Comparing methods for box-layout in HTML
This post describes a small experiment that compares a few methods for
doing a box-layout in HTML. On a variety of browsers the result was
validated, and performance measured. The results show that the CSS
display: flex method is the way to go.
Image from Wikimida (CC BY-SA 3.0)
The box-layout model is a concept in GUI design that allows one to stack multiple elements either horizontally (HBox) or vertically (VBox). Each element can have a flex value (a.k.a. stretch factor) of 0 or more. A flex of 0 means that the element should assume its "natural size". A higher value indicates that it can assume a larger size; remaining space is distributed among the elements by ratio of the flex values.
This model is a very common tool to layout widgets in an application (e.g. Qt's QHBoxLayout). However, HTML does not have a trivial way to achieve such a layout; there are multiple possible solutions. This post tries to explore which one is best.
As mentioned above, each element will scale to its natural size or larger. The natural size is determined by the content of the element. E.g. for a button, it is the text on the button. But it also depends on any children of the element (which could represent another box layout). Solving this is complex.
Below is a description of the three methods that were tested. For each method two examples are provided: one simple version in the form of one hbox with 3 elements, and one more complex version that consists of an hbox with two vboxes that each have 4 hboxes with 3 elements. The latter is thus an example of deep nesting as one might find in more complex user interfaces.
In the old days, a table was used for many layout tasks, because it was all there was. This method essentially comes down to putting the elements inside a table like so:
<!-- HBox implementation using a table element --> <table> <tr> <td> ELEMENT1 </td> <td> ELEMENT2 </td> <td> ELEMENT3 </td> </tr></table>
The implementation used here is based on an earlier version of a UI project that I'm working on. It uses buttons for elements, which is why it looks a bit different from the other methods. But it's the layout that matters. Also I did not add images to the layout here.
In 2009, the CSS
display: box model was defined. This is probably the
most common method found on the web used for box-layout. However, it’s
more or less deprecated. To get this working, it is important to use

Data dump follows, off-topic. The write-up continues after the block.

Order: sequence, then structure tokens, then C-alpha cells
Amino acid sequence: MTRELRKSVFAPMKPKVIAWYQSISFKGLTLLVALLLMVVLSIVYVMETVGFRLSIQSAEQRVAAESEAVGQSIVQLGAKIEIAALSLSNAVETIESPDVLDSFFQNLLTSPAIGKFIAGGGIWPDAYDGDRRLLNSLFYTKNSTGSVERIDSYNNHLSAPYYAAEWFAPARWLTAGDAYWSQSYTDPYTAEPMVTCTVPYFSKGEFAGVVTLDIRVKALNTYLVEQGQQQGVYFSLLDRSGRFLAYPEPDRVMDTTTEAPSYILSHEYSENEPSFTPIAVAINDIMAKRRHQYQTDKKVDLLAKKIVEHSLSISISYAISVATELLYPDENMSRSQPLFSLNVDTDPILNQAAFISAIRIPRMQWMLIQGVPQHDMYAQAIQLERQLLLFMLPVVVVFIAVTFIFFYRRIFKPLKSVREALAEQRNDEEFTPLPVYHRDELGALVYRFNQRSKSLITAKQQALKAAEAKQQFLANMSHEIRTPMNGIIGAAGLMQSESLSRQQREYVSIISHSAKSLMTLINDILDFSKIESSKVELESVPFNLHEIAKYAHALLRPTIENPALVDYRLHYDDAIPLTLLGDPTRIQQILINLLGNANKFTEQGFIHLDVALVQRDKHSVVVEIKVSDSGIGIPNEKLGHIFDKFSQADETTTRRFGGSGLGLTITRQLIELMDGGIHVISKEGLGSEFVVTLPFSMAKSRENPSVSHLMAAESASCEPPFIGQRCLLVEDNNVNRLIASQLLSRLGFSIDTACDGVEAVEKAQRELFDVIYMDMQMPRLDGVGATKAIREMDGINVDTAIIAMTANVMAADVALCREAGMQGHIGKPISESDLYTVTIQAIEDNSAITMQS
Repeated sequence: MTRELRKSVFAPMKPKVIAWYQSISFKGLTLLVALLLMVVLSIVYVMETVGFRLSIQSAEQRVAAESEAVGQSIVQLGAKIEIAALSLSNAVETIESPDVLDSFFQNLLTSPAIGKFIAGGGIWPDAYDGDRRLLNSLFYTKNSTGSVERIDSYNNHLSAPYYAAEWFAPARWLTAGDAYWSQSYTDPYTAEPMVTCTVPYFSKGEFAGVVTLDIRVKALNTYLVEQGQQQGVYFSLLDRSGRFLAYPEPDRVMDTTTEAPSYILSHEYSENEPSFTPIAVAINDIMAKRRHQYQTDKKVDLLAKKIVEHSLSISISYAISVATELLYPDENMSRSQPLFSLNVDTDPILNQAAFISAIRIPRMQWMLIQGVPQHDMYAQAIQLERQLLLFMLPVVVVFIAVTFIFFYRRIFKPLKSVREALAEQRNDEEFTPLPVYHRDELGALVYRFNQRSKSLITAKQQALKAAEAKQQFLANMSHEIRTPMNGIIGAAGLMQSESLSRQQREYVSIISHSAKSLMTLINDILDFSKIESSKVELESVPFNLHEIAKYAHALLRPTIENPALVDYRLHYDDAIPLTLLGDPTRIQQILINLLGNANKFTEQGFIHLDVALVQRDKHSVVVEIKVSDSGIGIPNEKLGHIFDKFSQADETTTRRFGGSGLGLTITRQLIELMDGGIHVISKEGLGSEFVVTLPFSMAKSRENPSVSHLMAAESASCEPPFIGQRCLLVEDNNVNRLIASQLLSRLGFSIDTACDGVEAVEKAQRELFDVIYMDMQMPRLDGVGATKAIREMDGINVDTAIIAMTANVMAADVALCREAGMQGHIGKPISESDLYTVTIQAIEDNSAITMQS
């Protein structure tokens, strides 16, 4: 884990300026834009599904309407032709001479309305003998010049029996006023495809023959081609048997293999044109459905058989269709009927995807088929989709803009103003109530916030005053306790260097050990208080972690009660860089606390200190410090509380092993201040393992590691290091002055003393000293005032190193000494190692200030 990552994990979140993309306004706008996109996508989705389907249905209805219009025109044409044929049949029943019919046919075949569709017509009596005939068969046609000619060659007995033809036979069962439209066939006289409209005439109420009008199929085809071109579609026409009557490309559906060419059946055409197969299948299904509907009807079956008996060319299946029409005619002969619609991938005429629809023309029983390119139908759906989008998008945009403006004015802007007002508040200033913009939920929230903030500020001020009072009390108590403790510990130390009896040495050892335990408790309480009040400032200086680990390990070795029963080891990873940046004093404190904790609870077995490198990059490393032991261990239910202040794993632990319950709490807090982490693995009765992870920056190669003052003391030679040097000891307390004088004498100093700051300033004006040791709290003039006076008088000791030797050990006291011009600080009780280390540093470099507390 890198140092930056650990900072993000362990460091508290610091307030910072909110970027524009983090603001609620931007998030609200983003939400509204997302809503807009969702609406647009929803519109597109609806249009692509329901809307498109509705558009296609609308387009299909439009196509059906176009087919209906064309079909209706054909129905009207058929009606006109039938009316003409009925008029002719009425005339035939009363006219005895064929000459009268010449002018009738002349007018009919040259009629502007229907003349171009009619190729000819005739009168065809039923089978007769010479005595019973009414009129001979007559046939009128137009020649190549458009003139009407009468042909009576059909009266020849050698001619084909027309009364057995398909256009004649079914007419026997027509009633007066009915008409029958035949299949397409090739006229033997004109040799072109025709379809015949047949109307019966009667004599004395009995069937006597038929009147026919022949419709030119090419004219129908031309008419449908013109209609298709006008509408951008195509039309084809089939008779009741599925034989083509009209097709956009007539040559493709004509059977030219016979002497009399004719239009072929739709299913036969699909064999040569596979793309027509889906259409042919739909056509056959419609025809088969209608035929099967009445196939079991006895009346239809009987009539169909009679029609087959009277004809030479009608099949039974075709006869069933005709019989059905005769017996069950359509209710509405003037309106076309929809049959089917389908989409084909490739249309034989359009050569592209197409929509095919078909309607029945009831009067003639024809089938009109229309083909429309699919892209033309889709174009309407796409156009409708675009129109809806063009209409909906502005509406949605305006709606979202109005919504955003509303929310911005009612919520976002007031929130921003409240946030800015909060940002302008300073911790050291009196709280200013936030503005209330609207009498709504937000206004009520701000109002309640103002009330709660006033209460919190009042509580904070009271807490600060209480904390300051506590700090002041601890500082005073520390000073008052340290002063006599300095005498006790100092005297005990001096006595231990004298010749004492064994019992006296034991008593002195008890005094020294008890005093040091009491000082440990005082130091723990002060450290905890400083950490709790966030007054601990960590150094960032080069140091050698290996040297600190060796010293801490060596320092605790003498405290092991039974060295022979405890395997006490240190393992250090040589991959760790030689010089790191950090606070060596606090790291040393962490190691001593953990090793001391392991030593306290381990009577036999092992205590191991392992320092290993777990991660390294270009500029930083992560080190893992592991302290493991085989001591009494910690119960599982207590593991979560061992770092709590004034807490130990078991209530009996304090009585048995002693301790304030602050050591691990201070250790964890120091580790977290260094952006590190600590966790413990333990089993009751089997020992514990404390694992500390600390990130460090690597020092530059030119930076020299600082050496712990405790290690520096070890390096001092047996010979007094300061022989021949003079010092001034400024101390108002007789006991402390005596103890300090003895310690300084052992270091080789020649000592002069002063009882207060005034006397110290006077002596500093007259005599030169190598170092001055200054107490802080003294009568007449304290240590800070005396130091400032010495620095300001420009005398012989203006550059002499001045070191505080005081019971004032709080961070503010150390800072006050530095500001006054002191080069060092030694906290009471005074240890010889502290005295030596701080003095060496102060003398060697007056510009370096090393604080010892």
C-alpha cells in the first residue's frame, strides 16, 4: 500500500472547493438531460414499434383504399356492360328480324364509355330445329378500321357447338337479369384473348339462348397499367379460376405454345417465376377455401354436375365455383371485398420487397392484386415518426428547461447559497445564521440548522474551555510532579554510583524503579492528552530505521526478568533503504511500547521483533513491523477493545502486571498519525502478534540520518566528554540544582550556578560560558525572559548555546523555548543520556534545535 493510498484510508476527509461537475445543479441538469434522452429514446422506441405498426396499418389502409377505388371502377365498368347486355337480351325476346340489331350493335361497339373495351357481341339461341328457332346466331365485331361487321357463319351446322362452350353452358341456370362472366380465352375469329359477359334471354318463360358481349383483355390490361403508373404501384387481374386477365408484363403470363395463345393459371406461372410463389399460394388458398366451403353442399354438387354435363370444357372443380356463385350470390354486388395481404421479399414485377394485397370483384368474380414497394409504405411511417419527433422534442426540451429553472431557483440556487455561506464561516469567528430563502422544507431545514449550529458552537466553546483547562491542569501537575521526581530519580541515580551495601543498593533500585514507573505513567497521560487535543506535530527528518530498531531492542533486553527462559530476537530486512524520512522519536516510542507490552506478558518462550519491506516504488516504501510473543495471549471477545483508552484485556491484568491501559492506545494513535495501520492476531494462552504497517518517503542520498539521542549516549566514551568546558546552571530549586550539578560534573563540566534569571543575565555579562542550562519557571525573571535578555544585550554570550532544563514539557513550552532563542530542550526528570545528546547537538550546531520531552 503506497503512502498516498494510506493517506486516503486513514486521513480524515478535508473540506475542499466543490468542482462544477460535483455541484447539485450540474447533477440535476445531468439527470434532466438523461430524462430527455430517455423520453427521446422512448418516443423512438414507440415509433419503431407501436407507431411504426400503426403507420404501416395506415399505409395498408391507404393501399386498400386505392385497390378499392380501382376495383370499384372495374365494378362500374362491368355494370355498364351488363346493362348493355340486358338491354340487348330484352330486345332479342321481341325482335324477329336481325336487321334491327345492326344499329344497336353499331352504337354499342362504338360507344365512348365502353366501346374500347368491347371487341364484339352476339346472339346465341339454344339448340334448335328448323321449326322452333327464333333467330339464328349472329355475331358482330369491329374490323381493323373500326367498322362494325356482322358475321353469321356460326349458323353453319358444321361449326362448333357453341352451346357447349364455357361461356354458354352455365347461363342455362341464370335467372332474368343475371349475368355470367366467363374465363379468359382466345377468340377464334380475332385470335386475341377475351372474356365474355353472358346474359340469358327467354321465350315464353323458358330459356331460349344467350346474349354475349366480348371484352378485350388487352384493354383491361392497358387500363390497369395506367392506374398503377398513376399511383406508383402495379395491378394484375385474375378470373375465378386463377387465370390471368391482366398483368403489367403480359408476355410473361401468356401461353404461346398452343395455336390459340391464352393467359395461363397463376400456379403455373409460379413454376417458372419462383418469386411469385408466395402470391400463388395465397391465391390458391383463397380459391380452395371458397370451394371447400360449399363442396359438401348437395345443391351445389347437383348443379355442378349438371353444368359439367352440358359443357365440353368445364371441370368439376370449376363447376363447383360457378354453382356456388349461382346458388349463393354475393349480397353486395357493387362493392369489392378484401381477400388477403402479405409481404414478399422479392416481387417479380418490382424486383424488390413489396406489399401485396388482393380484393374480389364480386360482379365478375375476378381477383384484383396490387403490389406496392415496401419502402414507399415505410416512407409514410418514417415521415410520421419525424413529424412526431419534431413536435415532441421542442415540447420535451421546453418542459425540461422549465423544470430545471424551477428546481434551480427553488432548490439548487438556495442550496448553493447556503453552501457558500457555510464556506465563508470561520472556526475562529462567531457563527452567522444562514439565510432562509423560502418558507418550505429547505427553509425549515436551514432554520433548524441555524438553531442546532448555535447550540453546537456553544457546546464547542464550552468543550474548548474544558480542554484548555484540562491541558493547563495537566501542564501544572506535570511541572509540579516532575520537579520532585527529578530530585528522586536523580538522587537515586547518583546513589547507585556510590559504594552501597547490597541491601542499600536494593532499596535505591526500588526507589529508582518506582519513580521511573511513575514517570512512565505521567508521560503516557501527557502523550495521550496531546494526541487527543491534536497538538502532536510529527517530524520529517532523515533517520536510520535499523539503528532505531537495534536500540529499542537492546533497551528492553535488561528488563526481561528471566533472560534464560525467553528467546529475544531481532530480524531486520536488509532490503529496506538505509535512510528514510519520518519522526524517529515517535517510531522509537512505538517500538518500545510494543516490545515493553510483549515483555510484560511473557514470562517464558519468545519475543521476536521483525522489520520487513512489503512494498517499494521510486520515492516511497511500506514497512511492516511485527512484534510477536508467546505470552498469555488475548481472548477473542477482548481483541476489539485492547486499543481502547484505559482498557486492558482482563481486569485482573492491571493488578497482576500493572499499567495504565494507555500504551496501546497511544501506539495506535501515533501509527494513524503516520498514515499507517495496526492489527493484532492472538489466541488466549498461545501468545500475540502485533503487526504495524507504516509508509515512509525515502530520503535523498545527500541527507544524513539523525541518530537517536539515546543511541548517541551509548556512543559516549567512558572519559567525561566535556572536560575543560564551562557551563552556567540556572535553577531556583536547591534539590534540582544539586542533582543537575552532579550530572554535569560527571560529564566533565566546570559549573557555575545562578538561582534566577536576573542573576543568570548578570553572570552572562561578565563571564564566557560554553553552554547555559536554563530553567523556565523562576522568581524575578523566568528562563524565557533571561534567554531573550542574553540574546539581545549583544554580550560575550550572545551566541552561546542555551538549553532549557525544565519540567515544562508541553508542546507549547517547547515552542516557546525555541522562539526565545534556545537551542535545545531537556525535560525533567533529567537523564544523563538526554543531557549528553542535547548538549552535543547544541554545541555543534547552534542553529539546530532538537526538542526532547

-webkit CSS prefixes (see the source of the linked pages).
display: flex model is like next generation of
It is the latest iteration of the flexbox
model, and should presumable
become the way to achieve box-layout in HTML. However, at the time
of writing it is still in draft.
To get this working, it is important to use all the
-webkit CSS prefixes.
The tests were loaded in several different browsers and machines. Between the big three (FireFox, Chrome and IE) some FPS measurements were taken. These were taken on two machines: a modern Windows laptop, and a relatively old laptop running Linux (thus no IE measurement).
|Firefox 36/35:||✔ 20/1 fps||✔ 42/20 fps||✔ 32/10 fps|
|Chromium 41/40:||✔ 55/28 fps||✔ 55/45 fps||✔ 60/40 fps|
|IE 11:||✔ 60/- fps||fail||✔ 60/- fps|
|Standard Android (mobile):||✔||✔||fail|
- On Linux, Chrome does not resize the content until you release the mouse. In this case the developer mode was used to resize either width or height.
- On Raspberry Pi, all browsers do not resize the content until you release the mouse.
- The standard Android browser that was tested is from a rather old phone.
- On IE10, the Flex method almost works, but it seems that things go wrong when there is deeper nesting (the toplevel hbox only shows the left vbox).
- With the Table method, the minimum size is not taken into account if flex > 0.
- In the Box method the elements seem just a bit too small on Firefox.
One could argue about how important performance really is. Resizing is not something that happens all the time. On some browsers (in particular on mobile devices) the resize event is not fired until you're done dragging the window border. One can also imagine a hybrid approach where the browser fires resize events during dragging, but not all the time. Perhaps this is how IE gets its surprisingly high performance.
Even though performance may not matter that much, the performance of the Table method is just terrible. In addition, it is not a true box-layout because natural size is not taken into account when flex > 0. Avoid using tables for layout. Really, don't use 'm.
The Box method works pretty well, but is not supported on IE and has some issues on other browsers as well. On Firefox it seems slightly faster than the Flex method, but this might be because it is cutting some corners.
It’s good to see that the Flex method is so well supported. Even though its specification is officially still in draft, it works on a wide range of browsers. It's the clear winner according to this comparison.